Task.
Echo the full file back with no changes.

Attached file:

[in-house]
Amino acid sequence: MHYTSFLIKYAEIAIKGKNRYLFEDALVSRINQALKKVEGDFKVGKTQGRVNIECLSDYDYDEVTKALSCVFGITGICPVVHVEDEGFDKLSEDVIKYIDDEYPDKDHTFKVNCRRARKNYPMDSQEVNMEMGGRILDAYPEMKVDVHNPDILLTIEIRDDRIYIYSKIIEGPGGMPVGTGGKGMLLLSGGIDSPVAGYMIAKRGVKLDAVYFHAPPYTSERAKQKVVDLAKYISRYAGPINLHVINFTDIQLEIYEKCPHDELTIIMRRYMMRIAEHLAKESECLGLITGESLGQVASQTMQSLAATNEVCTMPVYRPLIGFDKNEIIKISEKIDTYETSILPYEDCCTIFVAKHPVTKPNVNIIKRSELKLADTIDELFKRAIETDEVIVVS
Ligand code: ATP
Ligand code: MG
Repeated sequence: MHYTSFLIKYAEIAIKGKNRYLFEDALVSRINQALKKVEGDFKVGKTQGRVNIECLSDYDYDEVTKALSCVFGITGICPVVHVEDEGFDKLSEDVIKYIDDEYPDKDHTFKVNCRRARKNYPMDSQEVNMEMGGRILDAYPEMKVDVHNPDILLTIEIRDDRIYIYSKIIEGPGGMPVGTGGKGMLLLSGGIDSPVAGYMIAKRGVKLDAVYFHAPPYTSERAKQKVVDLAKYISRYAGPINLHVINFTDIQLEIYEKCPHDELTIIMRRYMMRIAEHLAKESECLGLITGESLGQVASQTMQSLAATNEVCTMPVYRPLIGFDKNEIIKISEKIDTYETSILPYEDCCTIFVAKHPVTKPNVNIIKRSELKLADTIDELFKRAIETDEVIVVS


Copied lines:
[in-house]
Amino acid sequence: MHYTSFLIKYAEIAIKGKNRYLFEDALVSRINQALKKVEGDFKVGKTQGRVNIECLSDYDYDEVTKALSCVFGITGICPVVHVEDEGFDKLSEDVIKYIDDEYPDKDHTFKVNCRRARKNYPMDSQEVNMEMGGRILDAYPEMKVDVHNPDILLTIEIRDDRIYIYSKIIEGPGGMPVGTGGKGMLLLSGGIDSPVAGYMIAKRGVKLDAVYFHAPPYTSERAKQKVVDLAKYISRYAGPINLHVINFTDIQLEIYEKCPHDELTIIMRRYMMRIAEHLAKESECLGLITGESLGQVASQTMQSLAATNEVCTMPVYRPLIGFDKNEIIKISEKIDTYETSILPYEDCCTIFVAKHPVTKPNVNIIKRSELKLADTIDELFKRAIETDEVIVVS
Ligand code: ATP
Ligand code: MG
Repeated sequence: MHYTSFLIKYAEIAIKGKNRYLFEDALVSRINQALKKVEGDFKVGKTQGRVNIECLSDYDYDEVTKALSCVFGITGICPVVHVEDEGFDKLSEDVIKYIDDEYPDKDHTFKVNCRRARKNYPMDSQEVNMEMGGRILDAYPEMKVDVHNPDILLTIEIRDDRIYIYSKIIEGPGGMPVGTGGKGMLLLSGGIDSPVAGYMIAKRGVKLDAVYFHAPPYTSERAKQKVVDLAKYISRYAGPINLHVINFTDIQLEIYEKCPHDELTIIMRRYMMRIAEHLAKESECLGLITGESLGQVASQTMQSLAATNEVCTMPVYRPLIGFDKNEIIKISEKIDTYETSILPYEDCCTIFVAKHPVTKPNVNIIKRSELKLADTIDELFKRAIETDEVIVVS